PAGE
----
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Jewish World Review Jan. 2, 2004/ 8 Teves, 5764

Suzanne Fields

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The fighting person of the year | War is hell, as William Tecumseh Sherman famously said, and postwar peace can be far from heaven, too. The noblest intentions go awry on the battlefield. The idealism that starts the fight does not always filter down to those who must do the fighting.

"Mopping up" was always an inelegant phrase to describe getting rid of the remnants of resistance scattered across the battlefield. We're not mopping up in Iraq so much as searching every nook and cranny for hidden dustups. Housekeeping terms never capture the terror that lurks around corners and settles in crannies and caves.

It's hard to find precise heroic words to describe young men and women who are far away from home fighting to bring a better world to a population of people who aren't exactly sure what freedom means (or even whether they want it). George Bush persuaded most of us that this war would make it safer for the world by ridding Iraq of a villainous dictator.

But we don't have superheroes, and the men and women in uniform hold no magic powers. The cowardly Saddam emerged from a hole in the ground, like a worm in a spadeful of earth, but the brave men who lifted the camouflage over his hiding place didn't know what they would find. They displayed courage made of flesh, blood and accelerated heartbeats.

Such is the stuff of the composite Person of the Year 2003 displayed on the cover of Time magazine - three American soldiers, emblematic of heroism and resplendent in khaki and camouflage, looking straight into the camera.

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Neither we nor the camera can fathom the forbidding knowledge behind their eyes. We look at their faces and realize how ignorant we are of what they have endured. We can only imagine how different these young men are from the boys who not so long ago were raw recruits. We can read about the loss of their friends and the distrust they confront from those they have gone to Iraq to liberate, but we get no more than a glimpse of their sadness, frustration and pride.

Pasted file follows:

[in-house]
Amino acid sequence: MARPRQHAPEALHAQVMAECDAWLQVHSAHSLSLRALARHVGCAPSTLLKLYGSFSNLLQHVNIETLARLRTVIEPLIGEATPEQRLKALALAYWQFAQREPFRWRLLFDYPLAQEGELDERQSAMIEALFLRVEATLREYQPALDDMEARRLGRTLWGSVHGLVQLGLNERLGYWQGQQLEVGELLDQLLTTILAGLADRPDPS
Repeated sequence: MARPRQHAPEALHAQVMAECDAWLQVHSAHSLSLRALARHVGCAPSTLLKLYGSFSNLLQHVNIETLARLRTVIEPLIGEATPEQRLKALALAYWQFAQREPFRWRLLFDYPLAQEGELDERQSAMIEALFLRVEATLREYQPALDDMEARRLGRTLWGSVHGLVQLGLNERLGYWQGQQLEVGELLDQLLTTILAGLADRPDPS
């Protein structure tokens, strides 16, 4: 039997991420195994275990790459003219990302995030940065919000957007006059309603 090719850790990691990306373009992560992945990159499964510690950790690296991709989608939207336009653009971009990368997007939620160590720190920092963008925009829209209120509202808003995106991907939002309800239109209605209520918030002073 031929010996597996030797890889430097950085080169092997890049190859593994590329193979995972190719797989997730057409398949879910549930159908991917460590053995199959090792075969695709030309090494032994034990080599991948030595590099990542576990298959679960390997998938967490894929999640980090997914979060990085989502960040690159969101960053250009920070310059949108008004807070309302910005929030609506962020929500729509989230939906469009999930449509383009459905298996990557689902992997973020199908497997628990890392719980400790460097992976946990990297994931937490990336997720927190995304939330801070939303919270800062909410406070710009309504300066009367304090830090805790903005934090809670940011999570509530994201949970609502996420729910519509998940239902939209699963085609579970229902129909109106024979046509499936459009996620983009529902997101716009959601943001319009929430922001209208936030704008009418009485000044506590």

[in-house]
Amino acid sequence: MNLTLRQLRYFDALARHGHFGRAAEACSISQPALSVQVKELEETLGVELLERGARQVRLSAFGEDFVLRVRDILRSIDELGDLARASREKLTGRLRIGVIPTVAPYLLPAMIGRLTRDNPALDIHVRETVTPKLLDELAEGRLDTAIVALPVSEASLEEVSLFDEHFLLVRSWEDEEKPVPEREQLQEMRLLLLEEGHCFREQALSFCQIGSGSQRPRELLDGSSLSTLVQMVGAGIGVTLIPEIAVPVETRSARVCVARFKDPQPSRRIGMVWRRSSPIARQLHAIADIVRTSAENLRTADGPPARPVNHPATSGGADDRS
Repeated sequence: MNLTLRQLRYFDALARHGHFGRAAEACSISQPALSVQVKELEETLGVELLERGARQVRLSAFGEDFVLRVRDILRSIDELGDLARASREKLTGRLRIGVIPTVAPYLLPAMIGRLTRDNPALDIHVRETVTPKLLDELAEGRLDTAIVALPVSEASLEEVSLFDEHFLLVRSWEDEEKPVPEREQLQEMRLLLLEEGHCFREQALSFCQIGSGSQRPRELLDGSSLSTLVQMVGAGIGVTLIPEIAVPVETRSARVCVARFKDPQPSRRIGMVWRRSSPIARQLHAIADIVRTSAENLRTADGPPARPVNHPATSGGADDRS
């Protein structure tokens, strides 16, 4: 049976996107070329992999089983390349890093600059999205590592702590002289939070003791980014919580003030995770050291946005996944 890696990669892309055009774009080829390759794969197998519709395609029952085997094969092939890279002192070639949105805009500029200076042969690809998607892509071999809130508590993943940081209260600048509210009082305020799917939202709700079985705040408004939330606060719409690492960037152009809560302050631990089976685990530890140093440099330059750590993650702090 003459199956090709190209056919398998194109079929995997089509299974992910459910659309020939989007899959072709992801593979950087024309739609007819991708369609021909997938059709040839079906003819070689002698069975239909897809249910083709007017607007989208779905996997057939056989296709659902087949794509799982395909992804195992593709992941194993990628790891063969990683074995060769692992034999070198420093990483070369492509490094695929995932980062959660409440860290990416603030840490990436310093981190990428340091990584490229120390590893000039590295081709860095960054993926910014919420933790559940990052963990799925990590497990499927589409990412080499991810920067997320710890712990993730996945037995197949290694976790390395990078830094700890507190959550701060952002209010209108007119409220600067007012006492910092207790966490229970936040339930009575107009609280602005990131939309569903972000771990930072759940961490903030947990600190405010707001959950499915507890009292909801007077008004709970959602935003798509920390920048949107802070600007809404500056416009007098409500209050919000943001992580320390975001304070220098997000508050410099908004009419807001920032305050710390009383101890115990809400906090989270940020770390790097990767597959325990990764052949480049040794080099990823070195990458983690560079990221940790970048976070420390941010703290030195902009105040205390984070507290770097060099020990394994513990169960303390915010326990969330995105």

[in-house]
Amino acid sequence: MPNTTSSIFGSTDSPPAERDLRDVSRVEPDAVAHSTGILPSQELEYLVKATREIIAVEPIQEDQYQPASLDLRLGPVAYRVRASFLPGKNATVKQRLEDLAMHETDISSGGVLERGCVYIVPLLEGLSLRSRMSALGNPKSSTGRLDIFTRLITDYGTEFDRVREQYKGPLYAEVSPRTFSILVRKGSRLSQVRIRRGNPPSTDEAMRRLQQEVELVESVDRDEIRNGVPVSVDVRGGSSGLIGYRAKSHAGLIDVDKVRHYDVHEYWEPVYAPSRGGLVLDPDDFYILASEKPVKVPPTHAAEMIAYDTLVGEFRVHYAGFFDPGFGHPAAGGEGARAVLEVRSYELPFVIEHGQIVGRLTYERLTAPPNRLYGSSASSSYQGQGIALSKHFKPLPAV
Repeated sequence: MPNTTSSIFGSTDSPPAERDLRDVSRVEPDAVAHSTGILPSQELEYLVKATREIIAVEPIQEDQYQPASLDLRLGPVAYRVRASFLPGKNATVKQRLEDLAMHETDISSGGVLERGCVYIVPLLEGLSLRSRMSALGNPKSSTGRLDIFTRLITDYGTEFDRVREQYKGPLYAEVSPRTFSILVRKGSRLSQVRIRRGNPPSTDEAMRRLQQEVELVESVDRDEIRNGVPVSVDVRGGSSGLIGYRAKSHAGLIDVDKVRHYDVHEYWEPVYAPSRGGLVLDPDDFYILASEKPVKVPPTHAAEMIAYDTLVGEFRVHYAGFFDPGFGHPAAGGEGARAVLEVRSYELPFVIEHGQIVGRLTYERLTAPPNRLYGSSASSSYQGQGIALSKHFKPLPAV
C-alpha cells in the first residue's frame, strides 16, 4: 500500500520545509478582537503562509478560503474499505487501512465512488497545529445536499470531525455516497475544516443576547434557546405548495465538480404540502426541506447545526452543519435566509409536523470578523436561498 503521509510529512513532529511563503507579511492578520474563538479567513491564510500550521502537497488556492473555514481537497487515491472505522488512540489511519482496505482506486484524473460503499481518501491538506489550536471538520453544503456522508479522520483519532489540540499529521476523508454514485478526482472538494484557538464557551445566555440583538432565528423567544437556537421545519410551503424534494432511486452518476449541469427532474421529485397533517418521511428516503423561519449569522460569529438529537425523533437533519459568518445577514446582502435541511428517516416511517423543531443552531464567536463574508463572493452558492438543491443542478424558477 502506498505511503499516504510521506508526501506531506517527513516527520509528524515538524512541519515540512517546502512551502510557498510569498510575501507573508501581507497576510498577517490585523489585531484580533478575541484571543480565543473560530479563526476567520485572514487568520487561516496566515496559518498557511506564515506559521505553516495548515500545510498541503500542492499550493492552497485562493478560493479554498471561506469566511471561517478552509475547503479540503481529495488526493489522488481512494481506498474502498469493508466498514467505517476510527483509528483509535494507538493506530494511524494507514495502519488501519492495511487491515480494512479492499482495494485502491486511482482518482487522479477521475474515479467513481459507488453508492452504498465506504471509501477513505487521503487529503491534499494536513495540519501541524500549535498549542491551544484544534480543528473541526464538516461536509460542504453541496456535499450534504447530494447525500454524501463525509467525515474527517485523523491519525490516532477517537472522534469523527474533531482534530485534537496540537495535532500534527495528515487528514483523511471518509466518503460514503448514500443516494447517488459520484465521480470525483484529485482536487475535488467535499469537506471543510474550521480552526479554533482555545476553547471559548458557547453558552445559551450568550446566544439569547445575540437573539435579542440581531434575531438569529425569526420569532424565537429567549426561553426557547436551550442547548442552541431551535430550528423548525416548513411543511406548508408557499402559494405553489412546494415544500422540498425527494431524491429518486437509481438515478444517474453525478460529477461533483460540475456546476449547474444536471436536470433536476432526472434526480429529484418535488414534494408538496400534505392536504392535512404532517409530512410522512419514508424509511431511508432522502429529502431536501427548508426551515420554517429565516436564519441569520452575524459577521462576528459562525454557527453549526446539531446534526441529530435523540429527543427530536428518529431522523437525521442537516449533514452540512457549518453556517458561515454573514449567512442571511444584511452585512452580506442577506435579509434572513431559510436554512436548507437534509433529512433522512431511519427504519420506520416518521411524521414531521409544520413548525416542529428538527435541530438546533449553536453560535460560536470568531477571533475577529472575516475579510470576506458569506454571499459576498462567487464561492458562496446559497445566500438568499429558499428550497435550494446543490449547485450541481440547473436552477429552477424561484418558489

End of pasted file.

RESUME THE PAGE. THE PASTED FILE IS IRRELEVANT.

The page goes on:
"The fight for peace demands different skills of the soldiers: not just courage but constancy; not just strength but subtlety," Time observes. "Liberty can't be fired like a bullet into the hard ground. It requires among other things, time and trust. ... A force intensely trained for its mission finds itself improvising at every turn, required to exercise exquisite judgment in extreme circumstances."

We have no mythology to inspire our soldiers, to draw the highest values of character for the mission. Family and faith buttress purpose, but the stories, songs and anecdotes of today's soldiers are disjointed pieces of live action, to be eventually gathered into history and myth by a future Homer, Herodotus and Thucydides.

It's hard to imagine how our future writers will give life to the dead and find patterns and poetry in the chaos of wars of the 21st century. Battles along the Tigris and the Euphrates will be but dots on a map of the long march of history, from inside the walls of Troy to the killing field at Chancellorsville, the beaches of Normandy, the barren ground at the Chosin Reservoir, the highlands of Khe San.

Time describes a young man whose platoon leader lay mortally wounded in his arms, a bloody hole where his eye had been, as dead as the Cyclops slain by Ulysses. Soldiers talk of the sons left behind with the poignancy displayed by Hector in the last hours before he is dispatched to meet his destiny against Achilles.

These men in Iraq observe their own "wine-dark sea," their own "rosy-colored dawn," fused with "black waves of hell," among warriors "fierce as fire" as screams of the dying blend with cries of triumph. Time and distance are required to find the meaning of it all.

Students of St. Johns College, assigned to study the great books of Western civilization, read the Iliad and the Odyssey in their freshman year. Christopher Nelson, president of the school in Annapolis, tells the incoming class that they will learn to question the meaning of life as they read about ancient heroes.

He translates a Greek word for "spiritedness" - "the principle that animates life, the soul, the heart, the spirit." The word encompasses a range of character traits, including courage, indignation, anger, righteousness and pride. It is a word, he says, that moves men and women from "thought to action."

Many of the volunteer soldiers in Iraq enlisted to get the free college education that will give them a head start in life. They're getting a head start, all right. They'll have a lot to think about later. So will we.

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© 2001, Suzanne Fields. TMS